Lowery, L. (1995). Laurie Tells. Minneapolis, MN: Carolrhoda Books, Lerner Publishing Group. Age 11 and up.

Ottenweller, J. (1991). Please Tell! A Child’s Story About Sexual Abuse. Center City, MN: Hazelden Foundation.

Stauffer, L., & Deblinger, E. (2003). Let’s Talk About Taking Care of You: An Educational Book About Body Safety. Hatfield, PA: Hope for Families. Version for preschool children also available.

These book suggestions are for any parent who may need resources on how to deal with their child’s abuse:

Adams, C., & Fay, J. (1992). Helping Your Child Recover From Sexual Abuse. Vancouver, WA: University of Washington Press.

Brohl, K., & Potter, J.C. (2004). When Your Child Has Been Molested: A Parents’ Guide to Healing and Recovery. (Revised ed.). San Francisco: Jossey-Bass, A Wiley Imprint.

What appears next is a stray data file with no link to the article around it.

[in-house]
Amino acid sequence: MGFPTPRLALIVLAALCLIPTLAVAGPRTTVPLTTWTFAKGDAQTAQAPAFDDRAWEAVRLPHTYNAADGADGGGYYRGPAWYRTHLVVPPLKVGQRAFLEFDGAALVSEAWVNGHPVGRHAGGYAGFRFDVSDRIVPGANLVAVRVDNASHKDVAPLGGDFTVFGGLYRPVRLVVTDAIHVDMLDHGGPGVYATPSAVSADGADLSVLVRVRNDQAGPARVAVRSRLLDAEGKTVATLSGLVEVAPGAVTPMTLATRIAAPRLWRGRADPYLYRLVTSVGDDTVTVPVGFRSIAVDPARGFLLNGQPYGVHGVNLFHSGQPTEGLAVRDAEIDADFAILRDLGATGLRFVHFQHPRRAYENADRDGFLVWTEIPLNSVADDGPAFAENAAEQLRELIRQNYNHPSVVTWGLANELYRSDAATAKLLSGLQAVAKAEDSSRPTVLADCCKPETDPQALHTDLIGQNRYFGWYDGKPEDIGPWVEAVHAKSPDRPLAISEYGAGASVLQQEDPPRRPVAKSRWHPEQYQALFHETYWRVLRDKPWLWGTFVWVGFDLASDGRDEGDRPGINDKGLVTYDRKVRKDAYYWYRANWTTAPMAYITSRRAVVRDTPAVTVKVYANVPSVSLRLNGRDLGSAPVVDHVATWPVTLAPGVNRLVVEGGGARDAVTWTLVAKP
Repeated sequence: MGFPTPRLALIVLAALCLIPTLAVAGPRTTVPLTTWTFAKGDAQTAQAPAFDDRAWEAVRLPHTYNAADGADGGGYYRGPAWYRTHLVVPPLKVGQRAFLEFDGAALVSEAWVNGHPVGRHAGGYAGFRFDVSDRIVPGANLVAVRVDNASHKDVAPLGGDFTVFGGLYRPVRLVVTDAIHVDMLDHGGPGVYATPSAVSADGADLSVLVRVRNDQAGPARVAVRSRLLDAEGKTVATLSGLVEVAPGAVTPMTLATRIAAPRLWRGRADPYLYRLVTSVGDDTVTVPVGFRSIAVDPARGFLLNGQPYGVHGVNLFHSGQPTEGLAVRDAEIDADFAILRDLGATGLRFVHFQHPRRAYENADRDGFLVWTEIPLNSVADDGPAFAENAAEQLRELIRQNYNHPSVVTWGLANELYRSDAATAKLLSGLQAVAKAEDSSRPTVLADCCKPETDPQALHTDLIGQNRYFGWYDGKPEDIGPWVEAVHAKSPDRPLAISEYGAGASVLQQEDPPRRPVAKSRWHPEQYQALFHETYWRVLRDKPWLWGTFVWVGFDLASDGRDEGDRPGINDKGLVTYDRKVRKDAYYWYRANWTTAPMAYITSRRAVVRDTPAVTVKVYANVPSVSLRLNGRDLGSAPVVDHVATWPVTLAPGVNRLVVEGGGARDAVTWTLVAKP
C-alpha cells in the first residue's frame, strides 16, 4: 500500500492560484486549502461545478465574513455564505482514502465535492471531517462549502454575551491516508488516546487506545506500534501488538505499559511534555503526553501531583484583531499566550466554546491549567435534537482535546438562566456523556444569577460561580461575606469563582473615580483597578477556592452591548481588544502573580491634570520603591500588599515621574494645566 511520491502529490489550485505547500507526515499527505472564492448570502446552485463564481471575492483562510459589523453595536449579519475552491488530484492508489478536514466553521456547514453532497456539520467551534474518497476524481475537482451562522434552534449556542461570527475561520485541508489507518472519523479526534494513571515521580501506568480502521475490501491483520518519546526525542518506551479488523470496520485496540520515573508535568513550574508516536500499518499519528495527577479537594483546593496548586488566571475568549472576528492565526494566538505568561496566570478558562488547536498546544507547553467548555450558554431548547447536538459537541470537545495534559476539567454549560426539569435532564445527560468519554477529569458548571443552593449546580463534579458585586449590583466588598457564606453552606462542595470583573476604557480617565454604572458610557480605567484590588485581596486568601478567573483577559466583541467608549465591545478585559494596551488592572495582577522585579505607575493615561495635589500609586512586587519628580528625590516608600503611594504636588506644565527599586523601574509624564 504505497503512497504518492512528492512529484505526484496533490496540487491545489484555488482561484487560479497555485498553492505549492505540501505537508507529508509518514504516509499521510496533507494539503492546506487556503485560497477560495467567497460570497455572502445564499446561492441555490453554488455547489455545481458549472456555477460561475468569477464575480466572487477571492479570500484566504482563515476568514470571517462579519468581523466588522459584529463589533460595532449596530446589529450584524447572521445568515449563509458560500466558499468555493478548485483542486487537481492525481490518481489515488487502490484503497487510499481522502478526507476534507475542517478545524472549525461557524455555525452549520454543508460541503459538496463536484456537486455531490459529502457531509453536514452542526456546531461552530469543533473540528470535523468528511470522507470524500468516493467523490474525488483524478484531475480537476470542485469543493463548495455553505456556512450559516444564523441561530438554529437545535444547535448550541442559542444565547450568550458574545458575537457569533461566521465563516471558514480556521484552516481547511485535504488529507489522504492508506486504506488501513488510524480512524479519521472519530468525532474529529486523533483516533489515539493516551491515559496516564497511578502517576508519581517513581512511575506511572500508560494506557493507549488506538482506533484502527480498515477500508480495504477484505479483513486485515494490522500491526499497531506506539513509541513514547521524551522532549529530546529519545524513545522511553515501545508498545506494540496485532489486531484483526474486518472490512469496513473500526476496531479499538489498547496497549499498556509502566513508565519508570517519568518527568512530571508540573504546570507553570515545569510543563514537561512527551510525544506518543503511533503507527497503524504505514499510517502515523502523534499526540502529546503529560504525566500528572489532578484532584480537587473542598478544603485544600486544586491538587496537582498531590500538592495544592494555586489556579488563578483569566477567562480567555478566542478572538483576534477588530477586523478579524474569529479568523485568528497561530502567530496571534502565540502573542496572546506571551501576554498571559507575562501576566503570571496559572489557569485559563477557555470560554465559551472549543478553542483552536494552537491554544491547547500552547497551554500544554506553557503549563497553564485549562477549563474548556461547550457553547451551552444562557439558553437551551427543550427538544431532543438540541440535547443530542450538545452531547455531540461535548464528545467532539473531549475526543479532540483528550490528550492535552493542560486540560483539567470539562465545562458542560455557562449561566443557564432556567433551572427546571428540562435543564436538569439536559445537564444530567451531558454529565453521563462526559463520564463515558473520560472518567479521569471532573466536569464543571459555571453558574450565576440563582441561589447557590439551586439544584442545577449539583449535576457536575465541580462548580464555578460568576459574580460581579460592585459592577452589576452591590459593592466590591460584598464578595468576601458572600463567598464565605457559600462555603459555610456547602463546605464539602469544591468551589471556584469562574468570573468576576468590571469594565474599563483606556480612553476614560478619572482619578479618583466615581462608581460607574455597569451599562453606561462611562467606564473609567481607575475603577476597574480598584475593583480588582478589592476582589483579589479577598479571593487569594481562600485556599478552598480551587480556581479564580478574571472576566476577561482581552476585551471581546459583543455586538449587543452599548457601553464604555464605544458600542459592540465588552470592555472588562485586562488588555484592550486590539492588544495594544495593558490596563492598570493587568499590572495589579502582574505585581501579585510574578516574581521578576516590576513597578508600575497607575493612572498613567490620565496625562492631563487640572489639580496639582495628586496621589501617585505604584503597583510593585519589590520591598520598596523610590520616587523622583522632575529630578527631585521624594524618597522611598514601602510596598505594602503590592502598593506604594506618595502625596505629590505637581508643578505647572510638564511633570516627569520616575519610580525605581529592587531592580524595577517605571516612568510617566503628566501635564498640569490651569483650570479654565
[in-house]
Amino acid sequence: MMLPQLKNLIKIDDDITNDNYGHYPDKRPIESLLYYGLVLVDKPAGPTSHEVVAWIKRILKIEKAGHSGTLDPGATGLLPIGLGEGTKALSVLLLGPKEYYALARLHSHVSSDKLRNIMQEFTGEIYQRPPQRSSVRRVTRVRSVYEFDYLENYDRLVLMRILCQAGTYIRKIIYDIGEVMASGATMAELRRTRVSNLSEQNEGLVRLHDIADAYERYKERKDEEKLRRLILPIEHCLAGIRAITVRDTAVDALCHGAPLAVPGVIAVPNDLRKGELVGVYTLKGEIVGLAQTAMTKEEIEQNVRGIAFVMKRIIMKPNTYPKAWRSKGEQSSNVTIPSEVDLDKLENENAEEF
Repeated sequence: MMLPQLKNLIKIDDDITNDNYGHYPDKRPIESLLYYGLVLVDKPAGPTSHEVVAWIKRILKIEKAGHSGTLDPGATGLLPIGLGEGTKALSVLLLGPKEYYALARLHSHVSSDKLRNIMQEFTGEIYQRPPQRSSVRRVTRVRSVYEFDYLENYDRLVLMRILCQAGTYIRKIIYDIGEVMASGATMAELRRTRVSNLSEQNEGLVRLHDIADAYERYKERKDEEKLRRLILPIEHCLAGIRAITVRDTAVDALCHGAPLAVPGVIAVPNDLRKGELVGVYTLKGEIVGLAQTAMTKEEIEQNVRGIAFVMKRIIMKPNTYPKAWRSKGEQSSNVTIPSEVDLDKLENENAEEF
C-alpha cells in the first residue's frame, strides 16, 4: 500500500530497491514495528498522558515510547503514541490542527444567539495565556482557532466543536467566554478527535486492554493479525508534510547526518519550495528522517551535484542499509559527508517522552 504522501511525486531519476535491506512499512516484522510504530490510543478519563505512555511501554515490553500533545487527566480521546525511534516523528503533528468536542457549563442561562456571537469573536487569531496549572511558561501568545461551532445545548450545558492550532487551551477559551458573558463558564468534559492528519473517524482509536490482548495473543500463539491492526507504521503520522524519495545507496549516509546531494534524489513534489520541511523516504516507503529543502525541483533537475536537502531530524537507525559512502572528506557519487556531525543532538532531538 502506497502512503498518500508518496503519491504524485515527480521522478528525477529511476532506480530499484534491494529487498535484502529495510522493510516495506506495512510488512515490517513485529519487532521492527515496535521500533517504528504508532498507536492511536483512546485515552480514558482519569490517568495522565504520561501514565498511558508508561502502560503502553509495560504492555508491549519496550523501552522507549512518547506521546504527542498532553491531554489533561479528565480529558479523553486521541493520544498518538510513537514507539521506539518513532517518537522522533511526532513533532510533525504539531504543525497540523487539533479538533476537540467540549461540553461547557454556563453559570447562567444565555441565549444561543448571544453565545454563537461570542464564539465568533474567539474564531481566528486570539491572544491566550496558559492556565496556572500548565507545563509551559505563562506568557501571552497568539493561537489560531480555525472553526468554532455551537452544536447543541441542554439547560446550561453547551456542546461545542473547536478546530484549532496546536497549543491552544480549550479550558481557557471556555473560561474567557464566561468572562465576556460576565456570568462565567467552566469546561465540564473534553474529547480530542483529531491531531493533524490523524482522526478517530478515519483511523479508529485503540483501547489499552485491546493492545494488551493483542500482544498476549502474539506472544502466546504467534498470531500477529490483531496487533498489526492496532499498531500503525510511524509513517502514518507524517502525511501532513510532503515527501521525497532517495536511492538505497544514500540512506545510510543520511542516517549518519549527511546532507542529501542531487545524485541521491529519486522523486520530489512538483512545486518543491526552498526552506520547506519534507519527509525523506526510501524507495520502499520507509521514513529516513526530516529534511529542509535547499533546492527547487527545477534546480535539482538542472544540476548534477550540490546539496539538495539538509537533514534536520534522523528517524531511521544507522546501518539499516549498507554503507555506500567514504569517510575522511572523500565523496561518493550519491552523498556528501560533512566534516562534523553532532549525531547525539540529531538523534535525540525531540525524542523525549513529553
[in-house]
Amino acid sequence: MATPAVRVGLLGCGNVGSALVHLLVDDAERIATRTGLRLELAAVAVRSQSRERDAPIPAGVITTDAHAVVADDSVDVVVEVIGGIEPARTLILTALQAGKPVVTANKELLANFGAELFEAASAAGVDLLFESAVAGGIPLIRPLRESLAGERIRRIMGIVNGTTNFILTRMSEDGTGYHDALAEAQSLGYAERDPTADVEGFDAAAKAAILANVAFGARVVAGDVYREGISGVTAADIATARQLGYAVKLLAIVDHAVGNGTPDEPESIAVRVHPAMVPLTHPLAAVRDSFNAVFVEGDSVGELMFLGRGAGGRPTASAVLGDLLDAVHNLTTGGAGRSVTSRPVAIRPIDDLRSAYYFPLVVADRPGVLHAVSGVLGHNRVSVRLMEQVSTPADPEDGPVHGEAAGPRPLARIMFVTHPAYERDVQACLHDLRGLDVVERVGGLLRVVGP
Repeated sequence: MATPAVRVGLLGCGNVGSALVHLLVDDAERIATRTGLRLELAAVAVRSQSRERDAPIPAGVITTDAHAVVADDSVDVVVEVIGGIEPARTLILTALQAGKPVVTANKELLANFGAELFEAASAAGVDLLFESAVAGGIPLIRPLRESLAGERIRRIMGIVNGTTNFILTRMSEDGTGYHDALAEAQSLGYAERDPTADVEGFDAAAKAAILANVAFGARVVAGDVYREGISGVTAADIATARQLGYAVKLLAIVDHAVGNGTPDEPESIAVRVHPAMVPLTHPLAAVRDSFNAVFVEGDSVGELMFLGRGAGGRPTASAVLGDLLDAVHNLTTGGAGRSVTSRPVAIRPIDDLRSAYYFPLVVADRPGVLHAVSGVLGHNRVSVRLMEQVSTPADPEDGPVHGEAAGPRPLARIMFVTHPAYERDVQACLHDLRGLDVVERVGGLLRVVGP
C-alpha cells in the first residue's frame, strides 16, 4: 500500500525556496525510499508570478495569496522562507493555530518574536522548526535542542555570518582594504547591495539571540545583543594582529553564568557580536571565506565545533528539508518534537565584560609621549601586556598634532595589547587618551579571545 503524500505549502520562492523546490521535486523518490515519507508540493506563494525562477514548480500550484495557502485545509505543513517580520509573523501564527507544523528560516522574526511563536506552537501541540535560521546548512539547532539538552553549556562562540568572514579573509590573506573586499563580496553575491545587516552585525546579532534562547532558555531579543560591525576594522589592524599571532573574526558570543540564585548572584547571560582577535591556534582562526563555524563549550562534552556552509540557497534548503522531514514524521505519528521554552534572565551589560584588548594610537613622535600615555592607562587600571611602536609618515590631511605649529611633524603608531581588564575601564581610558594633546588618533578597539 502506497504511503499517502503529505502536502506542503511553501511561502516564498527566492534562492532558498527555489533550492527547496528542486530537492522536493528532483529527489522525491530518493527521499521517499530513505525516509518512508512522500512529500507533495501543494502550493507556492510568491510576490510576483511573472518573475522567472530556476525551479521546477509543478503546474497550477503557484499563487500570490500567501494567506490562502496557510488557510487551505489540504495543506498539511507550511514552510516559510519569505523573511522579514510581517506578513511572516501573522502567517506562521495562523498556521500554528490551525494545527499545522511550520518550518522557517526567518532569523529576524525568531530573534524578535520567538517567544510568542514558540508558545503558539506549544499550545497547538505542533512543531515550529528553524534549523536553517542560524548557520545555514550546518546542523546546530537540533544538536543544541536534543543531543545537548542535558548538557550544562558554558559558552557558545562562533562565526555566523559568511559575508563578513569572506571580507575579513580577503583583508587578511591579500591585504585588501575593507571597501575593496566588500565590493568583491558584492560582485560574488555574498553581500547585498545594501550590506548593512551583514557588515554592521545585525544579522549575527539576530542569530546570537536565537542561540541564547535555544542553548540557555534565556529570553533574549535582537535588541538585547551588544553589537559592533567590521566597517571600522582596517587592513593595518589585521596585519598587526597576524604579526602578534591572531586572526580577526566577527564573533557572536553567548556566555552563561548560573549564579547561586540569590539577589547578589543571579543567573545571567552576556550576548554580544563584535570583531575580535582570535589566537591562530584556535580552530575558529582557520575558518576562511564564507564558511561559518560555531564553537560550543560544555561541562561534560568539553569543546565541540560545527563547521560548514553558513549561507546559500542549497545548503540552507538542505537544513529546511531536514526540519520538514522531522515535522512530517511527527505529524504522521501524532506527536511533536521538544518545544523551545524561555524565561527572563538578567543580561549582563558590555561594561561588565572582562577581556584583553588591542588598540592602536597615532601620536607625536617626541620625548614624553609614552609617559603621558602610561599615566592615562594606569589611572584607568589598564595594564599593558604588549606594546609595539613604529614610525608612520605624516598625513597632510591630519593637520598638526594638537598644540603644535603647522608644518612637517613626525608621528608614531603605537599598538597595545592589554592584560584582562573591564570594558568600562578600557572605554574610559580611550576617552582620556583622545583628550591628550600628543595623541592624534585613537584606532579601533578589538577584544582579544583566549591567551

Daugherty, L. (2006) Why Me? Help for Victims of Child Sexual Abuse (Even if They are Adults Now). (4th ed.). Roswell, NM: Cleanan Press, Inc.

It is devastating to learn that your child has been sexually abused. But, it is a devastation that can be recovered from. As a parent, your role in your child’s healing is a pivotal one. Being an informed parent will help you to know what to do when your child tells you that they were sexually abused. It can either help them navigate through their trauma or it can leave them wishing you could’ve done more. There are an estimated 39 milion survivors of childhood sex abuse in America today. Survivors who once were, or still are, hurt children who need someone to tell them that they are loved and that they will be okay.


Please enter your comment!
Please enter your name here

This site uses Akismet to reduce spam. Learn how your comment data is processed.